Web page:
There is no question that the environment is a big issue to many people no matter what their location. Like companies and households, college communities have taken on the concept of being green and at WCU it is no different.One example of the environmental awareness on campus is a green experiment being run in part by Sykes Student Union Director Dave Timmann. The experiment, Timmann said, focuses on paper waste at the lab located on the third floor at the Sykes building.
The experiment was brought about from a discussion among staff members concerned about the amount of paper waste generated there.
“We wanted to show students how much waste there is, which leads to green related issues, funding issues, printer jams, and the like,” Timmann said.
A great deal of students’ academic work is often required to be printed out as a hard copy and handed in. Factor in the number of those who use the lab and it gives an idea of how much paper gets used. Also, anyone who has printed a document knows that many times something will print in the wrong layout, prompting another print job.
Timmann credits Sykes Student Union associate director Christina Brenner for coming up with the idea for the green experiment.
“Three of our students last year were in a class studying sustainability issues and urged us to consider recycled paper,” Brenner said.
According to Brenner, the concern of the students brought about an informal poll among staff and the Union Advisory Board. In regards to making a green move, Brenner added that all were supportive of using partially recycled computer paper in the lab.
“We roughly estimate 300 to 400 students use the lab on a weekly basis,” Brenner said, adding that Sunday nights through Wednesdays are the busiest.
Brenner said that six to seven reams of paper is typical usage; at least one to two reams are consistently found in the recycle bucket.
Given those numbers, a switch to at least partially recycled paper would somewhat curb the environmental impact of paper waste.
According to Brenner, the university has instituted a “paper cut” system where students cannot print more than 75 pages a day. As Brenner stated, this policy is in effect at any networked printer on campus, yet still has not stemmed the tide of wasted paper.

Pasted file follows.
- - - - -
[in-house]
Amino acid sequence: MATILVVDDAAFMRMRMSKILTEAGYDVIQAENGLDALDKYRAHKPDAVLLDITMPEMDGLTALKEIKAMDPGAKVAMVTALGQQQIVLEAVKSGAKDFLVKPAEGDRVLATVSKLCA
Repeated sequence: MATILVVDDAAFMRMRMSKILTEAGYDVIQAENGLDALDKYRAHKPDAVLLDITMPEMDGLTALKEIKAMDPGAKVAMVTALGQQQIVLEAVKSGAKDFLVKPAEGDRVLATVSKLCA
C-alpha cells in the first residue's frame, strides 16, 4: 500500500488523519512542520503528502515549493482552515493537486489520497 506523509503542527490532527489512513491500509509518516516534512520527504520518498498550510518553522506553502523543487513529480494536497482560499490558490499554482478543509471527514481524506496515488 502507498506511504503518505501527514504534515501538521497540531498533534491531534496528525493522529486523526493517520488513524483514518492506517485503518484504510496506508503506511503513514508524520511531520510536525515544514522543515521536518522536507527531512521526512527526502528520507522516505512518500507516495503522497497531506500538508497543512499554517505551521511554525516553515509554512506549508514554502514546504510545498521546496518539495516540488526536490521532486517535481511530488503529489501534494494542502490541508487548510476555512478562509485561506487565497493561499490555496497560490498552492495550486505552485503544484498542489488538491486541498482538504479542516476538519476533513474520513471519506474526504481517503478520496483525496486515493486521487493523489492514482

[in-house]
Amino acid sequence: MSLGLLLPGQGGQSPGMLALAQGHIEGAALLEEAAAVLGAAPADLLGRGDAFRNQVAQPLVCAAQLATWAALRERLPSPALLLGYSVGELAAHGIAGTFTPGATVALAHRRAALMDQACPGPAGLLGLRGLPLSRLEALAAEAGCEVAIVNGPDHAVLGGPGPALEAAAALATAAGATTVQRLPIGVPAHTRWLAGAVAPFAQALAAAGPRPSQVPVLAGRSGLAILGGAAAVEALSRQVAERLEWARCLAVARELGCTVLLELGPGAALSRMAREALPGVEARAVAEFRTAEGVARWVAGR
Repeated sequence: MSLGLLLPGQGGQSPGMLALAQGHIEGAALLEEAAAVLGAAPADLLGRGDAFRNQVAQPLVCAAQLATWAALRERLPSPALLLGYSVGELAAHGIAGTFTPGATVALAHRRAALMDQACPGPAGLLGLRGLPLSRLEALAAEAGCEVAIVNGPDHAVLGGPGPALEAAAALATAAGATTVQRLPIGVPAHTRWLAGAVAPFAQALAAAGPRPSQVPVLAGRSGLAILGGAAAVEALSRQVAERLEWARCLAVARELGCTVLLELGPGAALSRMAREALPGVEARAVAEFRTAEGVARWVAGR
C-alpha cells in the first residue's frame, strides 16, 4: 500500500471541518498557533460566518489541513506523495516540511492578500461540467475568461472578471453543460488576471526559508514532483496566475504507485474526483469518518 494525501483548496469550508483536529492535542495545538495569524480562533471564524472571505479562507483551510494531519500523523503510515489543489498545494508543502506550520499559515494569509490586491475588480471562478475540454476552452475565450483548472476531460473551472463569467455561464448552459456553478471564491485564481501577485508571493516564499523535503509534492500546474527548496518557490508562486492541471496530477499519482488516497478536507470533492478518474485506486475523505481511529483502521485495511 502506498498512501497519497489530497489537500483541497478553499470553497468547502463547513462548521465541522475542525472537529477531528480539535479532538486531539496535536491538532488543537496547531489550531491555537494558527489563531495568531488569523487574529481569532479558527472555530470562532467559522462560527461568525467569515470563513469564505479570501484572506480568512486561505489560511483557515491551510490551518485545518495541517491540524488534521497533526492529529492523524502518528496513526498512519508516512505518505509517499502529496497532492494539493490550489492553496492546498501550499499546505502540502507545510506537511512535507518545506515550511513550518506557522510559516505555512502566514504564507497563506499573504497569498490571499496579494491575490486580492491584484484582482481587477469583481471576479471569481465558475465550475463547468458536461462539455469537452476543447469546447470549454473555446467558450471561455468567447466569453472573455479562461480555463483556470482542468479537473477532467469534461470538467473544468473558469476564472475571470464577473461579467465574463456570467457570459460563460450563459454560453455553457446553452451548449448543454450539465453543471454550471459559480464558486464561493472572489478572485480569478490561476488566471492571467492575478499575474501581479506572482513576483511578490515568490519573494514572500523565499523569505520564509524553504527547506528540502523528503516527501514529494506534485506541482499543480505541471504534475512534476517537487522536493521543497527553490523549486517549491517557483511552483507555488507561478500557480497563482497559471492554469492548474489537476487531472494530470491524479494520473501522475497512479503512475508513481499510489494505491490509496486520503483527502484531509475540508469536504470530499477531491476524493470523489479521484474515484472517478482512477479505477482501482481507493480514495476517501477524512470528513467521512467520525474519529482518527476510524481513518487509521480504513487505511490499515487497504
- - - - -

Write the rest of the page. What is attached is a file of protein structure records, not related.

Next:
“We were talking about how to curb this further, and the idea of just illustrating the waste was offered,” Brenner said. The idea of a paper waste illustration was brought to the table at a Sykes staff meeting held last week.
Brenner said that on Monday, the staff placed a display in the lab with the attached signs above the table. However, according to Brenner, someone did not think it was helpful and he or she took all the paper.
Brenner added what she and others noticed, regarding paper waste and students’ habits and use of the lab.
“We now find that some students take the paper or reuse it in the printer,” Brenner said.
According to Brenner, the lab is not staffed on a continued basis and students have to call downstairs when paper runs out.
The habit of recycling paper at the lab may not only cut down on waste, but also save some phone calls for more paper. This in turn, may cut back slightly on the electricity used at the Sykes Student Union building.
The duration of the green experiment is indefinite according to Brenner, yet the staff hopes that they can continue to raise awareness. Brenner and other Sykes staff members hope to limit wasted paper without reducing the support they try to give to students.
According to the WCU Web site, the university has an environmental council whose members are working towards campus-wide sustainability. A campus environmental council and the Sykes green experiment are just a few ways in which the university strives to be green-minded.
Carol Dwyer is a fourth-year student majoring in English and communication studies. She can be reached at CD660170@wcupa.edu.